Remember when the Maple Leafs had Francois Beauchemin and traded him for Jake Gardiner and Joffrey Lupul? Well, that’s a laugh (thank you Burkie).
Gardiner was the big off-season winner in Hogtown, getting the long term contract he deserved. The Leafs went the smart route and signed him for five years with an AAV of $4.05 million
as opposed to the ever-popular bridge contract or even worse, trading the budding-superstar. Gardiner proved himself worthy of the money last season, and is poised for an even bigger role with the team this upcoming year.
After an uneventful and disappointing sophomore year where Gardiner only spent 12 regular season games on the Leafs (six in the playoffs after Kostka got hurt) and much of the time in coach Carlyle’s doghouse, expectations were tempered heading into 2013-14. Which Gardiner were we going to see? The freewheeling, swift, exciting guy we saw in his rookie season or a guy handcuffed again by his coaching stuff?
To start the season, Gardiner wasn’t looking the way fans were hoping he would. He was making defensive mistakes, wasn’t putting up points and still did not have the trust of the coaching staff. Trade rumours swirled and it looked like trading Gardiner could be the shakeup that Leafs front office wanted. But something happened after the Olympic break (coincidentally when the Leafs nosedived into the abyss *Not Gardiner’s fault*).
Gardiner became the Leafs go-to defenseman. He put up 14 points in his last 21 games – he only had 17 points in his first 59 games – and looked exactly like what every Leafs fan was hoping he would blossom into. He was getting more powerplay time and even some time on the penalty kill. His chemistry with Morgan Rielly was off the charts – literally (see the chart below, that star’s just screaming to escape into the universe).
Gardiner’s super-strong second half is what garnered his big contract and what’s propelling him into 2014-15 with even bigger expectations.
We finally know that Gardiner is here to stay. He’s no longer an option to send down and he’s guaranteed a top-4 role on the defence. The reigns are coming off.
Expect Gardiner to stay with Franson on the second pairing on his left side, unless Franson gets bumped to the first pairing with Phaneuf (Phaneuf-Polak rumours make me think that won’t happen, however). The ultimate dream would be to see Gardiner and Rielly line up together because when they’re on the ice, amazing things happen, but that’s unrealistic (unless there’s a coaching change???).
He’ll continue to dominate games from a possession standpoint, and he’ll only get better as the season wears on. If you look at the chart below, you’ll notice that Gardiner’s relative corsi climbed immensely
in the second half of the season, and he was below 50 per cent in only seven of the final 23 games. (The heavy blue line is a rolling 10-game average and the bars are individual games). He finished the season with a 5-on-5 relative corsi of 5.7 per cent – 2.9 per cent better than the next best defenceman, Cody Franson.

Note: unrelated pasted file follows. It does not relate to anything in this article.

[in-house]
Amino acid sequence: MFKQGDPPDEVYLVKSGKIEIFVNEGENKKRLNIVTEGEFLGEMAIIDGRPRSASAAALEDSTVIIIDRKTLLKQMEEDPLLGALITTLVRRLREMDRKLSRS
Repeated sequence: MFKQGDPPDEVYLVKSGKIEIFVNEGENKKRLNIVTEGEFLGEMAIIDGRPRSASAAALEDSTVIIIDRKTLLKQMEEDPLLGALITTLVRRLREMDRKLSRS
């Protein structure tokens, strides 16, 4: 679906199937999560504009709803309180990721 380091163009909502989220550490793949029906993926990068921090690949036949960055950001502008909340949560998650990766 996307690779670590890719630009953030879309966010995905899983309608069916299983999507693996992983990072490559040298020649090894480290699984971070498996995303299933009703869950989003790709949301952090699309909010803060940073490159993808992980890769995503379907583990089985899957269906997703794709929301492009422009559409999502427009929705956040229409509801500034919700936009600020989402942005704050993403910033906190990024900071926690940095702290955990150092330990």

It’s not unreasonable to expect Gardiner to maintain those kinds of numbers all season, as long as he’s not hampered by the coaching staff, and it doesn’t look like he will be. With the bump in confidence and most likely ice time, expect his point production to increase as well.
His powerplay time should see a spike, and that could be the major deciding factor on how far his point total jumps. Although Franson and Phaneuf have manned the first powerplay unit the last few years, replacing Franson with Gardiner would make the powerplay only more lethal. Neither Phaneuf nor Franson is particularly quick on their feet and with Gardiner moving the puck and quarterbacking the powerplay, it could turn into a nightmare for opposing penalty killers.
As a 24-year-old with only two and a half years of experience in the NHL, the arrow is pointing up.
From a fantasy perspective, Gardiner is a third defenceman with the potential to become a number two. Last year’s 31 points were low for what people expected and with 14 in his final 21 games, he proved that he can be an effective point producer. Gardiner should be able to score 40 points this season and if he gets time on the first powerplay, that will be a guarantee. However, if you’re expecting 50 points from Gardiner because you’re a diehard Leafs fan, calm down the expectations. Only eight defenceman had 50 points last season. If you’re in a keeper and you’re not satisfied with your existing corps, Gardiner is a fine target.
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**Graph’s made by the beautiful math genius and our very own, Dom Luszczyszyn
When Gardiner and Rielly were on the powerplay together, this was a signature play of theirs. Absolutely beautiful.
I swear, the guy skates like he’s in a video game. This is basically straight out of EA NHL.
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